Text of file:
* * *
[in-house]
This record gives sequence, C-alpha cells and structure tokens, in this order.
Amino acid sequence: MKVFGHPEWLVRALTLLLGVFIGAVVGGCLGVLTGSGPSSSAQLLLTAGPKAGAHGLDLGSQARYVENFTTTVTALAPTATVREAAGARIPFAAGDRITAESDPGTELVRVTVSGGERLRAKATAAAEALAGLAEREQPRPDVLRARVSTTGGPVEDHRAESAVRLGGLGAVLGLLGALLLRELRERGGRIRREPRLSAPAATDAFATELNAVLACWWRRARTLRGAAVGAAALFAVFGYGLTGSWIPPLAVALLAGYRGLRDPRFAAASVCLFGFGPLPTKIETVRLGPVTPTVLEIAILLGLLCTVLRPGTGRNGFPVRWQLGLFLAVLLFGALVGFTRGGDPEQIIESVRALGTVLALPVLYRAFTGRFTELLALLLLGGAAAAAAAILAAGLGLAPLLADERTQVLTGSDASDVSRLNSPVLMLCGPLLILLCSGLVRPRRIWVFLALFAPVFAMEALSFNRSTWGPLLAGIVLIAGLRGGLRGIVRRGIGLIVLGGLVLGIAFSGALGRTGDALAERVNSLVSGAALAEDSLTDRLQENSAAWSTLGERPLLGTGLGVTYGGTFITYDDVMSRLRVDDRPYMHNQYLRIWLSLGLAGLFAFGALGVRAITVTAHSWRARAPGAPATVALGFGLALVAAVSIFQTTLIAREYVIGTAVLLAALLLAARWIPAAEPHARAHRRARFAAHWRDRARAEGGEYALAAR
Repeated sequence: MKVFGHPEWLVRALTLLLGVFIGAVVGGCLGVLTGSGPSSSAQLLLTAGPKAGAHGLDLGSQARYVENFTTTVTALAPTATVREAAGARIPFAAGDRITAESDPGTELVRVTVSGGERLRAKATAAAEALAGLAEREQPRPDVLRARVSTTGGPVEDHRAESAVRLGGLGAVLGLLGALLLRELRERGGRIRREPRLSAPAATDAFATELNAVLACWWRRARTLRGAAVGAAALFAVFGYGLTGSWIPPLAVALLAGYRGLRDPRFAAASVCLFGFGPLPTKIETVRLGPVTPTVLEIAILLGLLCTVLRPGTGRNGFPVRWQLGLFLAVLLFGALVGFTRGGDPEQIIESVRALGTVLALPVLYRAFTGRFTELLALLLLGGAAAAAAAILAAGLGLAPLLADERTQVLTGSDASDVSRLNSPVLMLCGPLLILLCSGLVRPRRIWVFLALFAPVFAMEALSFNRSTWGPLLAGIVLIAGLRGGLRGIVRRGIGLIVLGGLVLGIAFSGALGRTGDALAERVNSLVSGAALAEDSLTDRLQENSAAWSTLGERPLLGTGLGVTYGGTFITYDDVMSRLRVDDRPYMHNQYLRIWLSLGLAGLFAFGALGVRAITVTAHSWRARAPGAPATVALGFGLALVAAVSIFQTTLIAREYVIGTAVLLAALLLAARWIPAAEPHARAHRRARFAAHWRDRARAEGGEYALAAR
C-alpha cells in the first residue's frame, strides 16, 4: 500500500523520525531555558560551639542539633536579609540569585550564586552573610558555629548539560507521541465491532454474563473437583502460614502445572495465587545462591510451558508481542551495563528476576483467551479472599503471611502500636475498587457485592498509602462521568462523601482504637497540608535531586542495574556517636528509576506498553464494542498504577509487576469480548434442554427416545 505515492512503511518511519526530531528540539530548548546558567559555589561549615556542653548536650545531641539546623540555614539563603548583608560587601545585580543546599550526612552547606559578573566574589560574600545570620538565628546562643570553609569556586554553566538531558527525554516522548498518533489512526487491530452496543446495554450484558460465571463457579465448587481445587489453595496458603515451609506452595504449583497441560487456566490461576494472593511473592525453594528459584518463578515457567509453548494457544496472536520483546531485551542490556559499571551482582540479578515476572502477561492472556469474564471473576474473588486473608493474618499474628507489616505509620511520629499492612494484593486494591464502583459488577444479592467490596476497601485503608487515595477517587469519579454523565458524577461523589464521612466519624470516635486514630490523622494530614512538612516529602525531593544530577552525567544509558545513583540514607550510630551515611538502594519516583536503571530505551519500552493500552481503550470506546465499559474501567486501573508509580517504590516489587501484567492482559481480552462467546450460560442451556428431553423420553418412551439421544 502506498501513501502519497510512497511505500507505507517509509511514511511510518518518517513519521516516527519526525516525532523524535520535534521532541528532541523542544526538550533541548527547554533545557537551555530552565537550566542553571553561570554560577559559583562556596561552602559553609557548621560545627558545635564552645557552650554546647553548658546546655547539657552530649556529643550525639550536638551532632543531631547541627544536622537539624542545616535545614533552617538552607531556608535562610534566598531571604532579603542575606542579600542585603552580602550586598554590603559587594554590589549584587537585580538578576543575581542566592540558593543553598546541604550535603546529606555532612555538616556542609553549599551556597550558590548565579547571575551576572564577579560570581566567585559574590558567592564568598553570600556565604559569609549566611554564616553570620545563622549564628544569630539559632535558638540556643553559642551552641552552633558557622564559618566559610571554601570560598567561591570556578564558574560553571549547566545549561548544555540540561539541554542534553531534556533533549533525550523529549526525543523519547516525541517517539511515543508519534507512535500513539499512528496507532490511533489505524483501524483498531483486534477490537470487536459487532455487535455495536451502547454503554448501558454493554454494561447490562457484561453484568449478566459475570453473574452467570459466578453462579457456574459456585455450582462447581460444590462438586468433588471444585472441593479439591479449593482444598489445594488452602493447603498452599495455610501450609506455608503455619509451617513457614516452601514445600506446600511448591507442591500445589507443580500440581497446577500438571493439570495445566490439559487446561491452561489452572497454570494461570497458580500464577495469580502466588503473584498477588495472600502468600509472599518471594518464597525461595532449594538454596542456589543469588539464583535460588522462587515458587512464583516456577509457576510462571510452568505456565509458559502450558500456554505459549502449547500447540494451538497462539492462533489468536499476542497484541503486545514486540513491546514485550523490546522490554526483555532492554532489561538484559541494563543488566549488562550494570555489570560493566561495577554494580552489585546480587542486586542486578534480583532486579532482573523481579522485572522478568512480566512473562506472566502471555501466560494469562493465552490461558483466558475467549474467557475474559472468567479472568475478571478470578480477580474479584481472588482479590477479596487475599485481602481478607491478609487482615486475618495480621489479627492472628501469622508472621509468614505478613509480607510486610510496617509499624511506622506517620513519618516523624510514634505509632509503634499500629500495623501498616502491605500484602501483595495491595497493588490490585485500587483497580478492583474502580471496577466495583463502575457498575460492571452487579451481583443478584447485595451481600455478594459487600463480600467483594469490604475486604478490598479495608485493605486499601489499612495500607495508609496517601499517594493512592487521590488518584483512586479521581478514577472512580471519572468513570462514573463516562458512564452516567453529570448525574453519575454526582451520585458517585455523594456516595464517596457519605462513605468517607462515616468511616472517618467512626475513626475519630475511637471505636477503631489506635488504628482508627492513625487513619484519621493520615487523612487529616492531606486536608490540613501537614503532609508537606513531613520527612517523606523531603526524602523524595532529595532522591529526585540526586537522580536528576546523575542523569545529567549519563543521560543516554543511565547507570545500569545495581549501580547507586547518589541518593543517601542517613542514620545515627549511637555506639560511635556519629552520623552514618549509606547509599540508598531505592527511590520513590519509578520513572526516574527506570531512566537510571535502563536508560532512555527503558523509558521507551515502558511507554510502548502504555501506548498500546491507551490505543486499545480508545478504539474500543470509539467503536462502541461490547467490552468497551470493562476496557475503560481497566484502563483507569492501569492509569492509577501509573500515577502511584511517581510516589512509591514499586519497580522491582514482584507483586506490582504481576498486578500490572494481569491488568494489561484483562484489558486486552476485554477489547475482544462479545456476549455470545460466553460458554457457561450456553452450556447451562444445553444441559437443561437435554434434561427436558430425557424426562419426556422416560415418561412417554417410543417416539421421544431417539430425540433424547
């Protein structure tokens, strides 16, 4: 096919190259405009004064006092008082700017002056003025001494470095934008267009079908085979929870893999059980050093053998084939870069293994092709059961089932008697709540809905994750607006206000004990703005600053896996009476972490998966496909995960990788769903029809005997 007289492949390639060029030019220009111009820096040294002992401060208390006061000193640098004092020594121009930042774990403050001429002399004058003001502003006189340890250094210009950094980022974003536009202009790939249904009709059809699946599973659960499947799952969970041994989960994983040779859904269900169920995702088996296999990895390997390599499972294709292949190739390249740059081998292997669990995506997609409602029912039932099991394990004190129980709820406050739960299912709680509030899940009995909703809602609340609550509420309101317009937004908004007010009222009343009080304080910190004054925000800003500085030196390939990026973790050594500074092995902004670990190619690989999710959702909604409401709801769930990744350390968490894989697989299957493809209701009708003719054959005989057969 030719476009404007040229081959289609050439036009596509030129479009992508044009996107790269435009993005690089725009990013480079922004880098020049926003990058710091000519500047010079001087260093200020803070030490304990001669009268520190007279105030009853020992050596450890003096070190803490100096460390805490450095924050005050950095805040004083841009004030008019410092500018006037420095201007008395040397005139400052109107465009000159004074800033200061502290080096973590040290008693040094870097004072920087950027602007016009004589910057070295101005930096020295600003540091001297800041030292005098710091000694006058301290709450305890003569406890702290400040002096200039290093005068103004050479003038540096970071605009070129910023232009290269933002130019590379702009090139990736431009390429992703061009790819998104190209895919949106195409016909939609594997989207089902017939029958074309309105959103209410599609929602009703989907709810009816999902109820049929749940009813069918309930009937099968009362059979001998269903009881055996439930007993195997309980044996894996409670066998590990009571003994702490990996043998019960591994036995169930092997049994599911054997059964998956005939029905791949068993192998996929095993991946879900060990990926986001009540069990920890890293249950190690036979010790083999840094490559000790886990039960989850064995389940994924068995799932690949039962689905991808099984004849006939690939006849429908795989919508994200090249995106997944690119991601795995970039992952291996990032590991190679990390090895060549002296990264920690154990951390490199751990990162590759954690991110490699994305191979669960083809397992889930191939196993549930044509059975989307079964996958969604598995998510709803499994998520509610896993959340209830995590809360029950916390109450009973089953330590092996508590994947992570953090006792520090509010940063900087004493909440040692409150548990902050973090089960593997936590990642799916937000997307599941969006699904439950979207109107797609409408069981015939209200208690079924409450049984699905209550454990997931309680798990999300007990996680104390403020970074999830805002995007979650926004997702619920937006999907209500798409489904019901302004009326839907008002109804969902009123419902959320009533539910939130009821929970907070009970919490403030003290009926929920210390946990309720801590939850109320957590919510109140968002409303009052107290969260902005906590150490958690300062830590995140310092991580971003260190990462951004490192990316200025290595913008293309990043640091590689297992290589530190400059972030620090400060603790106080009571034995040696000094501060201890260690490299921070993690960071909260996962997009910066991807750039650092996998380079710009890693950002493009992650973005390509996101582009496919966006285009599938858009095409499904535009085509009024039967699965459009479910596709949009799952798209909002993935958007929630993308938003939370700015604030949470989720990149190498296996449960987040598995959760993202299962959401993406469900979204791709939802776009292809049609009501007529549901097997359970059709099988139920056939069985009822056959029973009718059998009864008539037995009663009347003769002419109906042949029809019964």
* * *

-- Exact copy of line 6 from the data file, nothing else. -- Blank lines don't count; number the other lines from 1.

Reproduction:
């Protein structure tokens, strides 16, 4: 096919190259405009004064006092008082700017002056003025001494470095934008267009079908085979929870893999059980050093053998084939870069293994092709059961089932008697709540809905994750607006206000004990703005600053896996009476972490998966496909995960990788769903029809005997 007289492949390639060029030019220009111009820096040294002992401060208390006061000193640098004092020594121009930042774990403050001429002399004058003001502003006189340890250094210009950094980022974003536009202009790939249904009709059809699946599973659960499947799952969970041994989960994983040779859904269900169920995702088996296999990895390997390599499972294709292949190739390249740059081998292997669990995506997609409602029912039932099991394990004190129980709820406050739960299912709680509030899940009995909703809602609340609550509420309101317009937004908004007010009222009343009080304080910190004054925000800003500085030196390939990026973790050594500074092995902004670990190619690989999710959702909604409401709801769930990744350390968490894989697989299957493809209701009708003719054959005989057969 030719476009404007040229081959289609050439036009596509030129479009992508044009996107790269435009993005690089725009990013480079922004880098020049926003990058710091000519500047010079001087260093200020803070030490304990001669009268520190007279105030009853020992050596450890003096070190803490100096460390805490450095924050005050950095805040004083841009004030008019410092500018006037420095201007008395040397005139400052109107465009000159004074800033200061502290080096973590040290008693040094870097004072920087950027602007016009004589910057070295101005930096020295600003540091001297800041030292005098710091000694006058301290709450305890003569406890702290400040002096200039290093005068103004050479003038540096970071605009070129910023232009290269933002130019590379702009090139990736431009390429992703061009790819998104190209895919949106195409016909939609594997989207089902017939029958074309309105959103209410599609929602009703989907709810009816999902109820049929749940009813069918309930009937099968009362059979001998269903009881055996439930007993195997309980044996894996409670066998590990009571003994702490990996043998019960591994036995169930092997049994599911054997059964998956005939029905791949068993192998996929095993991946879900060990990926986001009540069990920890890293249950190690036979010790083999840094490559000790886990039960989850064995389940994924068995799932690949039962689905991808099984004849006939690939006849429908795989919508994200090249995106997944690119991601795995970039992952291996990032590991190679990390090895060549002296990264920690154990951390490199751990990162590759954690991110490699994305191979669960083809397992889930191939196993549930044509059975989307079964996958969604598995998510709803499994998520509610896993959340209830995590809360029950916390109450009973089953330590092996508590994947992570953090006792520090509010940063900087004493909440040692409150548990902050973090089960593997936590990642799916937000997307599941969006699904439950979207109107797609409408069981015939209200208690079924409450049984699905209550454990997931309680798990999300007990996680104390403020970074999830805002995007979650926004997702619920937006999907209500798409489904019901302004009326839907008002109804969902009123419902959320009533539910939130009821929970907070009970919490403030003290009926929920210390946990309720801590939850109320957590919510109140968002409303009052107290969260902005906590150490958690300062830590995140310092991580971003260190990462951004490192990316200025290595913008293309990043640091590689297992290589530190400059972030620090400060603790106080009571034995040696000094501060201890260690490299921070993690960071909260996962997009910066991807750039650092996998380079710009890693950002493009992650973005390509996101582009496919966006285009599938858009095409499904535009085509009024039967699965459009479910596709949009799952798209909002993935958007929630993308938003939370700015604030949470989720990149190498296996449960987040598995959760993202299962959401993406469900979204791709939802776009292809049609009501007529549901097997359970059709099988139920056939069985009822056959029973009718059998009864008539037995009663009347003769002419109906042949029809019964």